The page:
Senate Passes Patrick's Tax Cut Package

The Texas Senate on Wednesday approved Lt. Gov. Dan Patrick’s multibillion-dollar tax relief package to cut property and business margins taxes, tossing the ball into the House's court.

Sen. Jane Nelson, R-Flower Mound, lays out the property tax relief portion of Senate Bill 1 for final passage in the Senate on March 25, 2015.
Sen. Jane Nelson, R-Flower Mound, lays out the property tax relief portion of Senate Bill 1 for final passage in the Senate on March 25, 2015.  Bob Daemmrich

*Editor's note: This story has been updated throughout. 

The Texas Senate on Wednesday approved Lt. Gov. Dan Patrick’s multibillion-dollar tax relief package to cut property and business margins taxes, tossing the ball into the House's court.

"Rather than spend excess revenue, the Senate has voted to return $4.6 billion to Texas homeowners and businesses over the next two years," Patrick said in a statement. 

The biggest piece of that package, Senate Bill 1, authored by Senate Finance Chairwoman Jane Nelson, R-Flower Mound, passed the Senate 26 to 5. The bill devotes about $2.4 billion to increase homestead exemptions from school property taxes.

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“We need to relieve some of this burden on homeowners, and that relief needs to correspond with home values, now and into the future,” Nelson said.

The constitutional amendment needed to approve the property tax changes passed 23 to 8.

Texas homeowners currently receive a $15,000 homestead exemption from school property taxes — for example, the owner of a $100,000 house would only pay school taxes on $85,000. Nelson’s bill would change the homestead exemption rate to 25 percent of the state’s median home market value, raising the exemption to about $33,000 in 2016. State Sen. Paul Bettencourt, R-Houston, a co-author of the bill, estimated the larger exemption would save homeowners more than $200 a year.

The only Republican "no" vote came from Kevin Eltife, R-Tyler, who has called for paying off state debt and taking care of deferred maintenance before tax cuts.

On the Senate floor, Nelson dismissed criticism that her bill would use up state funds that were needed for more pressing purposes.

“We also have an obligation when our economy is healthy, when we have billions of dollars in our coffers that the taxpayers have given us because property tax values are so high right now. I feel like we ought to give some of that back to the people that sent it to us,” she said.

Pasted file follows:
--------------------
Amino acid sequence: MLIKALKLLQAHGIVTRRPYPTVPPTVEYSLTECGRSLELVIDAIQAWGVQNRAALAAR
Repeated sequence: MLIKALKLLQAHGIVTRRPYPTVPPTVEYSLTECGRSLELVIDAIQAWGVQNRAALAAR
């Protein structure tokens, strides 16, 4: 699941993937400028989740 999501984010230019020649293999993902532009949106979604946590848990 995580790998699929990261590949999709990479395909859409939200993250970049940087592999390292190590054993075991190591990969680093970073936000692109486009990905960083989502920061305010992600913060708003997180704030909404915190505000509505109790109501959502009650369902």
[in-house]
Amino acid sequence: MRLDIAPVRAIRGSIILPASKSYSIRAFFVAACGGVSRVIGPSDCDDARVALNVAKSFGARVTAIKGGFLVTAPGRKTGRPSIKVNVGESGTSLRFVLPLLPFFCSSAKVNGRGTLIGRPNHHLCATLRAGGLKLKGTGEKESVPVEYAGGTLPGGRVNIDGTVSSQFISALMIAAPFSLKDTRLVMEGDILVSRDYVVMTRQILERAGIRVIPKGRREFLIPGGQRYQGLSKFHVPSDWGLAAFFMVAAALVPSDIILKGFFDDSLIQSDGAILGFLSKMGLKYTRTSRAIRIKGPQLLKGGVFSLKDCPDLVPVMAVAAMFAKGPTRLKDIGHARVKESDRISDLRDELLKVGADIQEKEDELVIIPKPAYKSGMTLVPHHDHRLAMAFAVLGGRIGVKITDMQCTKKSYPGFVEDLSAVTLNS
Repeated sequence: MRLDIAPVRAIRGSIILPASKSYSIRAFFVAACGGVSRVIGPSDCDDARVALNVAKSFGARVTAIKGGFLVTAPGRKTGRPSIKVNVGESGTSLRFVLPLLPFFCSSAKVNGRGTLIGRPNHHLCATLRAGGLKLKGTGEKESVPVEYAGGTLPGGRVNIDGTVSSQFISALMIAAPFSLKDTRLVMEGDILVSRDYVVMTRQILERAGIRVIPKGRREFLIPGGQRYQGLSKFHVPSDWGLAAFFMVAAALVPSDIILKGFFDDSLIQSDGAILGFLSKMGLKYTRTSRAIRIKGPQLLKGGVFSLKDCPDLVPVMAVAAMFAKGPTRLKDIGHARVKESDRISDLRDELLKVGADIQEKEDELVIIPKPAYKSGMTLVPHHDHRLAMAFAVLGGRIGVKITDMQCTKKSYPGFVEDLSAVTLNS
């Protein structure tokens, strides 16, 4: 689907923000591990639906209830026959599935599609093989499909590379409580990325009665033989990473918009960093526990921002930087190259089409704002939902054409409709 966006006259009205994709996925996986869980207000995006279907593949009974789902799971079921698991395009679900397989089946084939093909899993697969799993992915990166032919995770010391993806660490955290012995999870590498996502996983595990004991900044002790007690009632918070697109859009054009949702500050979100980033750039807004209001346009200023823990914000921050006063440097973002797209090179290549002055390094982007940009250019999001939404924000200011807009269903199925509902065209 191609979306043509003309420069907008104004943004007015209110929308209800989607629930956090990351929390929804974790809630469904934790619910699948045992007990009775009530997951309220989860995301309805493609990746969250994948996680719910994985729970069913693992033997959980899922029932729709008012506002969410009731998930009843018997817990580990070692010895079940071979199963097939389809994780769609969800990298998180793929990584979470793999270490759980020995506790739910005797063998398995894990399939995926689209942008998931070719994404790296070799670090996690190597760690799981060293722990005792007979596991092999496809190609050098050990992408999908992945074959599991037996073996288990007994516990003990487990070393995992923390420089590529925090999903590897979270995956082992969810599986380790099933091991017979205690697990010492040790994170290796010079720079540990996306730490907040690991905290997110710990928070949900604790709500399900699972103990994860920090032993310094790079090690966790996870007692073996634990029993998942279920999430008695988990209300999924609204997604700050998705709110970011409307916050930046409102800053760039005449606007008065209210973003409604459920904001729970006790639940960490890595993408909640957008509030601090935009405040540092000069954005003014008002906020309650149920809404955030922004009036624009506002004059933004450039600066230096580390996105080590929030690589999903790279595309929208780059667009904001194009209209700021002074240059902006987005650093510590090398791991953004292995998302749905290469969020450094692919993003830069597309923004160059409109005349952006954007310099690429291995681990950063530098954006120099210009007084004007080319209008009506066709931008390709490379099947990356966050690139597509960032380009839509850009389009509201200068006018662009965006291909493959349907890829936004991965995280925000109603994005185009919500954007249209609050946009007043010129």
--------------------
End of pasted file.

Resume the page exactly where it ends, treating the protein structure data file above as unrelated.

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Two other measures that were approved by the Senate would cut taxes for Texas businesses. Senate Bill 7, which would cut the business franchise tax by 15 percent, passed 24 to 7. The bill would cost the state about $1.4 billion in lost revenue over the next two years, according to state projections. And Senate Bill 8, which would exempt businesses that make less than $4 million annually from the franchise tax altogether, also passed 24 to 7. The higher exemption would cost the state about $760 million over the next two years. Currently, only businesses making less than $1 million annually are exempt from the franchise tax.

Big business groups like the Texas Association of Business have opposed some of the proposed tax cuts. In a letter to Patrick and Senate leaders last week, business leaders called the measures “a type of class warfare that will threaten Texas’ pro-business reputation.”

They criticized the franchise tax cut for placing an undue burden on big businesses in order to cut taxes for smaller ones.

State Sen. Charles Schwertner, R-Georgetown, the author of the bill to expand the franchise tax exemption, responded to those business leaders on Tuesday in a letter of his own.

“While I will continue to support legislation that seeks to provide broad tax relief for all Texas businesses, I think it is important to provide enhanced tax relief to those struggling small- and medium-sized businesses that need it the most,” Schwertner wrote.

He said his bill would completely eliminate the franchise tax for more than 61,000 small businesses in Texas — more than 52 percent of business currently paying the franchise tax.

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